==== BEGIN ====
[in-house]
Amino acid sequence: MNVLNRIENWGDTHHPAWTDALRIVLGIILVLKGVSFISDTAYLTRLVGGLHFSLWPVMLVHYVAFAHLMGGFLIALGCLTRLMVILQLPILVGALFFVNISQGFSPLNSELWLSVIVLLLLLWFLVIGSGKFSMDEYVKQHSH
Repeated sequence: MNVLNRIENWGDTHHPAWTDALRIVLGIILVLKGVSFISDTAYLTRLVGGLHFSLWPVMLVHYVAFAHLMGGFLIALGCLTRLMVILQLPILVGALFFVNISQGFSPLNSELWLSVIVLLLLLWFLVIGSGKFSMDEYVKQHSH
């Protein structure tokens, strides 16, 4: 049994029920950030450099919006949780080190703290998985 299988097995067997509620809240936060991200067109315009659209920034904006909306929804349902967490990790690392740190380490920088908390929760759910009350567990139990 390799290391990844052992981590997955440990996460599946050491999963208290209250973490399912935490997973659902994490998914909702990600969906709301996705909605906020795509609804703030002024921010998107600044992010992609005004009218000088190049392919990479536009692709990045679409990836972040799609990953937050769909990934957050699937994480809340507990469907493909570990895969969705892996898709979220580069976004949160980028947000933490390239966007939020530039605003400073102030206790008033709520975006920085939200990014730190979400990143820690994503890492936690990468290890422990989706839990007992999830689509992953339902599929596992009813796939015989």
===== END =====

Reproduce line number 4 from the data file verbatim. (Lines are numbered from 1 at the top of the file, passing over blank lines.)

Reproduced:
């Protein structure tokens, strides 16, 4: 049994029920950030450099919006949780080190703290998985 299988097995067997509620809240936060991200067109315009659209920034904006909306929804349902967490990790690392740190380490920088908390929760759910009350567990139990 390799290391990844052992981590997955440990996460599946050491999963208290209250973490399912935490997973659902994490998914909702990600969906709301996705909605906020795509609804703030002024921010998107600044992010992609005004009218000088190049392919990479536009692709990045679409990836972040799609990953937050769909990934957050699937994480809340507990469907493909570990895969969705892996898709979220580069976004949160980028947000933490390239966007939020530039605003400073102030206790008033709520975006920085939200990014730190979400990143820690994503890492936690990468290890422990989706839990007992999830689509992953339902599929596992009813796939015989």